Coyote Jack's beer sales suspended after two people leave incredibly drunk

Mayor's uncle says cops target Coyote Jack's

Ronnie Berke (center), co-owner of Coyote Jack's Saloon, speaks to the Chattanooga Beer Board Thursday morning flanked by Officer John Collins (left) and the saloon's general manager George Gainey (right).

Attorney Ronnie Berke, who is Chattanooga Mayor Andy Berke's uncle and a partner in the family law firm Berke, Berke & Berke, thinks the police have targeted the popular Southside nightclub at 1400 Cowart St. he co-owns, Coyote Jack's Saloon.

"It appears that way," Ronnie Berke said Thursday morning after a hearing before the Chattanooga Beer Board.

The city board voted to suspend Coyote Jack's beer sales Sept. 21-Sept. 24 after police testified the bar had served two people who were so drunk they were incapacitated.

"This is probably the hottest bar in Chattanooga with the biggest crowd," police Officer John Collins said.

Collins told beer board members that around 2:30 a.m. on Aug. 5 a male customer was passed out and a female had to be carried out of Coyote Jack's and they had blood-alcohol levels of 0.20 percent and 0.21 percent - about three times the legal driving limit of 0.08 percent.

"Someone [that drunk] can't protect themselves, they can't make wise decisions," said Travis Patton, special agent for the Tennessee Alcoholic Beverage Commission (TABC).

Berke stood at the podium and questioned both lawmen.

He said that since the night of Aug. 5, police cars have "blocked off intersections" near Coyote Jack's and that "our customers had to take detours" and that "Ubers and taxis have not even been allowed to come to our bar."

Collins said he has nothing to do with traffic control near the bar, and offered to put Berke in contact with a supervisor.

Berke also asked the officers if they were sure the two people in question had been drinking at Coyote Jack's - or at another nearby bar.

Collins said employees of Coyote Jack's had said the two were inside.

City attorney Keith Reisman questioned George Gainey, the general manager of Coyote Jack's, who admitted that a number of the bar's security guards don't have licenses, as required.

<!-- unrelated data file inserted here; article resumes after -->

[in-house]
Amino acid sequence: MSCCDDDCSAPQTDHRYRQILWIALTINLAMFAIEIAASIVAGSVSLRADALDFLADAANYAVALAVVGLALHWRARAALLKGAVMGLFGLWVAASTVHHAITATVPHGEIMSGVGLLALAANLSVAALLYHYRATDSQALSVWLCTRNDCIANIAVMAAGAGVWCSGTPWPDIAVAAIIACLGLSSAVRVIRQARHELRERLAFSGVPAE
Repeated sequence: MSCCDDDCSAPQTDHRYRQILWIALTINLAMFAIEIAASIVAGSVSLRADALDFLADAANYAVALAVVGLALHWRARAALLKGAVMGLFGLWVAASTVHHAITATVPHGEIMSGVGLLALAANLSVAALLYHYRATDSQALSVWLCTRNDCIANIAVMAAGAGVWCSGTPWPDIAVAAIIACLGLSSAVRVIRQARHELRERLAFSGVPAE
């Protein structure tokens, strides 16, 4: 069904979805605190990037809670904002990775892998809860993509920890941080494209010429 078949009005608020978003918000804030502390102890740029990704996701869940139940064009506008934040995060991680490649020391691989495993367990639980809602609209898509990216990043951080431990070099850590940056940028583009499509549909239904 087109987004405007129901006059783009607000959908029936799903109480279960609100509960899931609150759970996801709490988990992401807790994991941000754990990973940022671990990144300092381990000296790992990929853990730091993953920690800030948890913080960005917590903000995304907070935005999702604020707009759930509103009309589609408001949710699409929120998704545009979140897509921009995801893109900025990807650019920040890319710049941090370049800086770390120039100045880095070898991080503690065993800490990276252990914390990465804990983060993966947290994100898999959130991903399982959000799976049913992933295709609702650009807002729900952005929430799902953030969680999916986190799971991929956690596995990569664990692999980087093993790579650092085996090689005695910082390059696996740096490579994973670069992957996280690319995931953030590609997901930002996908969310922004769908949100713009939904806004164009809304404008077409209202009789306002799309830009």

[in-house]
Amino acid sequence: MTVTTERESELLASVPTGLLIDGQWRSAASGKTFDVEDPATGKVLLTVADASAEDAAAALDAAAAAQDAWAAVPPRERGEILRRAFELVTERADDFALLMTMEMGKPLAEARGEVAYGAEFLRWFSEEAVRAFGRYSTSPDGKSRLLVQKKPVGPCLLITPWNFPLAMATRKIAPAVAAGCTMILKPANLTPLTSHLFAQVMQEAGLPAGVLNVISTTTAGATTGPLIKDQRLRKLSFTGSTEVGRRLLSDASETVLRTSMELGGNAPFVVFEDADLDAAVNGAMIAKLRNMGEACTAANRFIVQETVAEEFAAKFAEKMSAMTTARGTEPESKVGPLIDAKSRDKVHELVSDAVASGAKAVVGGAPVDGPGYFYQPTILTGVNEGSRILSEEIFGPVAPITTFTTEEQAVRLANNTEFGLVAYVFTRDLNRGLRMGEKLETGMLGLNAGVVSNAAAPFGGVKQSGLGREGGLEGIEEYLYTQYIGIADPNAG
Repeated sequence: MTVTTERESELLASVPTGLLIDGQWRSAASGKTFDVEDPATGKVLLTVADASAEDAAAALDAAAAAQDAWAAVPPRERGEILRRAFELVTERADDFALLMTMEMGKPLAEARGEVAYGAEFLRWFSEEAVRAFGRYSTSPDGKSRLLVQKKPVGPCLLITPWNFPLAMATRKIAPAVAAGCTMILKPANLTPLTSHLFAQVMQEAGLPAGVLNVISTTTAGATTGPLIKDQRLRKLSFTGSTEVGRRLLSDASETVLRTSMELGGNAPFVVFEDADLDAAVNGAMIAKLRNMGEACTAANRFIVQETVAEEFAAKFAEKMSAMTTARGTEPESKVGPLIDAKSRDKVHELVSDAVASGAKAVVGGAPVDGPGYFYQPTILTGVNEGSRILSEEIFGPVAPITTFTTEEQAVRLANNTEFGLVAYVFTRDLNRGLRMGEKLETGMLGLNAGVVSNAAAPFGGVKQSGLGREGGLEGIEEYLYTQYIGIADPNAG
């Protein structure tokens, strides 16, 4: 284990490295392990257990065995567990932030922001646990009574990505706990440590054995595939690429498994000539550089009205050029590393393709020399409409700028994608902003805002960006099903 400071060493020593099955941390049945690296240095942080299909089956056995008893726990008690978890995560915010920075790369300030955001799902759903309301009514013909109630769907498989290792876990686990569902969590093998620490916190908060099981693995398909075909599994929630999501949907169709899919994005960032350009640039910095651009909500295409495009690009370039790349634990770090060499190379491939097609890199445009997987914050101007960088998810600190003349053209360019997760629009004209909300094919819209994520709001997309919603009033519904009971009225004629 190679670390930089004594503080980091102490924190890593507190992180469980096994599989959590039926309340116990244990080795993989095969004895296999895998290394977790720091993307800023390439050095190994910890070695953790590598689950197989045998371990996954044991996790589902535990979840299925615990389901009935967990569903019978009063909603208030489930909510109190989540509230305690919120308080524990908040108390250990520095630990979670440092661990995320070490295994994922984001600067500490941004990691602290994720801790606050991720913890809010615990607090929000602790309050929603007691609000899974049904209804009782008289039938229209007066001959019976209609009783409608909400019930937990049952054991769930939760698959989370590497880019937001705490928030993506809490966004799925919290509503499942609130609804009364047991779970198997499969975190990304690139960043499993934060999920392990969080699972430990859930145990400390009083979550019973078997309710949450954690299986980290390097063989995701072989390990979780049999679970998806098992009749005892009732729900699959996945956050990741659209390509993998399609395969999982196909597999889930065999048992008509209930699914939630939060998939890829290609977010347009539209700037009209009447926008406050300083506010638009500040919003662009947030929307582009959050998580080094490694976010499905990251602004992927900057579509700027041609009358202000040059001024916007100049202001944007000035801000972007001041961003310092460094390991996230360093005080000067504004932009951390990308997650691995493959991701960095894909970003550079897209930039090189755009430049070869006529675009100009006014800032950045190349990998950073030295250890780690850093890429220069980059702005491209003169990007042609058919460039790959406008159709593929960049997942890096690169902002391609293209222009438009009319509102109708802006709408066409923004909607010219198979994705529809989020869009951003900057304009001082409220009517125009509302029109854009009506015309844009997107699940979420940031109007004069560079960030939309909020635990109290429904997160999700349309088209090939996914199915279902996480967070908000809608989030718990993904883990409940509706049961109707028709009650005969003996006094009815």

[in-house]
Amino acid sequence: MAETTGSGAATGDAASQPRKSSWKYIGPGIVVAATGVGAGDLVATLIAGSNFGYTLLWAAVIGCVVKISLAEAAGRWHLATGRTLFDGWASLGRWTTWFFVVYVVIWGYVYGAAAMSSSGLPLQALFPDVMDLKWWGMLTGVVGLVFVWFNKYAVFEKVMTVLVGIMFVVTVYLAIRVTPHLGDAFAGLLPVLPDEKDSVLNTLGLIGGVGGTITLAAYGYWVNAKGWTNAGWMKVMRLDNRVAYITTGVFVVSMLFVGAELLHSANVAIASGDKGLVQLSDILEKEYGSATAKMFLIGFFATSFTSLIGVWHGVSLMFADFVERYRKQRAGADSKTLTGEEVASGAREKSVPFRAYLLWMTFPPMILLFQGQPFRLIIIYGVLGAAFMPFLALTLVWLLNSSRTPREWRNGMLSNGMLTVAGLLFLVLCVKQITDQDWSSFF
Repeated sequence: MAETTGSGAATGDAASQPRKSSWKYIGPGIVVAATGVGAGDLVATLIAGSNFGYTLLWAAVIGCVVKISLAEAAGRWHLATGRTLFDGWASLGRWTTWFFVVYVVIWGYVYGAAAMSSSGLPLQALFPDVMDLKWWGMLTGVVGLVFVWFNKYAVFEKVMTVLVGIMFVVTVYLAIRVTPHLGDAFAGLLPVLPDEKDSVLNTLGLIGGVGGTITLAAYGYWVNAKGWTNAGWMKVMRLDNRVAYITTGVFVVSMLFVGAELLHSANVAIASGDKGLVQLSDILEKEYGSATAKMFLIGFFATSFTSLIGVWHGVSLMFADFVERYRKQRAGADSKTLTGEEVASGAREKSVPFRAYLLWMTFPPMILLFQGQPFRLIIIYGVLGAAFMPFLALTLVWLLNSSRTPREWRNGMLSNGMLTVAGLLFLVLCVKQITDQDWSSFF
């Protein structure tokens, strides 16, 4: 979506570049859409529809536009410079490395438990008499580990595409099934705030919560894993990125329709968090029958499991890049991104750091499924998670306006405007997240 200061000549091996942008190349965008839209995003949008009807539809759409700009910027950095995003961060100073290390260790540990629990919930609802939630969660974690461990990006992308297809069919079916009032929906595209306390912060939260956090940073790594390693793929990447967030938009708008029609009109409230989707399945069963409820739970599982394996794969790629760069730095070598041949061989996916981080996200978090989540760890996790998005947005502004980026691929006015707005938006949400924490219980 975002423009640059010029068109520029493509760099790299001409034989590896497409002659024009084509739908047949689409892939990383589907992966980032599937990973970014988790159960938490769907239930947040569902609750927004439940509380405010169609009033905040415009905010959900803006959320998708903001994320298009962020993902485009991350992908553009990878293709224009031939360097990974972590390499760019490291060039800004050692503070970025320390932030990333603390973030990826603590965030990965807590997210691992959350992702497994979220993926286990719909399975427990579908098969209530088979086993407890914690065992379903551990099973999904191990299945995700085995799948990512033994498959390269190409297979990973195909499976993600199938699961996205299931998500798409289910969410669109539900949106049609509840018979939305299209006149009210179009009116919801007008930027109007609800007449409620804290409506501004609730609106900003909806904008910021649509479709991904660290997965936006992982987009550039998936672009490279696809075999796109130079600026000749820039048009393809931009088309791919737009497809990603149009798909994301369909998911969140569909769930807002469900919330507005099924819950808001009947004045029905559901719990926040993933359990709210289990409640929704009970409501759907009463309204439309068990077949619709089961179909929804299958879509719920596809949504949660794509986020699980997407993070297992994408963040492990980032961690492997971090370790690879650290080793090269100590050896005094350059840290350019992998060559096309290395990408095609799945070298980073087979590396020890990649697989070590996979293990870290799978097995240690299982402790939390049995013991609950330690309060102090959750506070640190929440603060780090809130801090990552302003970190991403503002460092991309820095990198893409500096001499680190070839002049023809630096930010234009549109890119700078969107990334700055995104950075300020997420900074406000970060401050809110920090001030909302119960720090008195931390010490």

Gainey also agreed when Reisman asked him if the guards kept intoxicated people from entering Coyote Jack's.

Beer Board member Lee Dear reasoned that since Coyote Jack's security doesn't let in drunk people, "therefore, if somebody comes out of your place drunk then that happened in your place."

After the meeting, Berke said he may appeal the beer board's decision in Hamilton County Chancery Court.

Coyote Jack's Saloon has had problems before.

Its beer sales were suspended from March 2-9 by the beer board after a Feb. 5 inspection found underage customers and that the club had let in 935 people - when the fire code said its capacity was 518.

In its previous incarnation as Bella Vita, which opened in January 2015, the club was the site of two shootings - one of which was fatal - before it closed in the summer of 2016. Coyote Jack's Saloon has the same owners as did Bella Vita: Ronnie Berke and Tammy Taylor.

"I do know that when I took this place over, it was a train wreck," Gainey told the beer board. "The only thing I can do is try to make it a better place than it was in the past."

In other business, the beer board came down hard on the Kangaroo/Circle K store at 3407 Amnicola Highway for selling to a minor during an Aug. 22 sting operation. Beer board members voted 5-0 to suspend the store's beer sales immediately because no one from the gas station came to Thursday's meeting. The suspension stays in effect until someone appears before the beer board.

The Terminal Brewhouse at 1464 Market St. got a choice from the beer board between a three-day suspension of beer sales or a $500 fine because a waitress sold beer to two minors during an Aug. 22 sting.

Contact staff writer Tim Omarzu at tomarzu@times or www.face or on Twitter @meetforbusiness or 423-757-6651.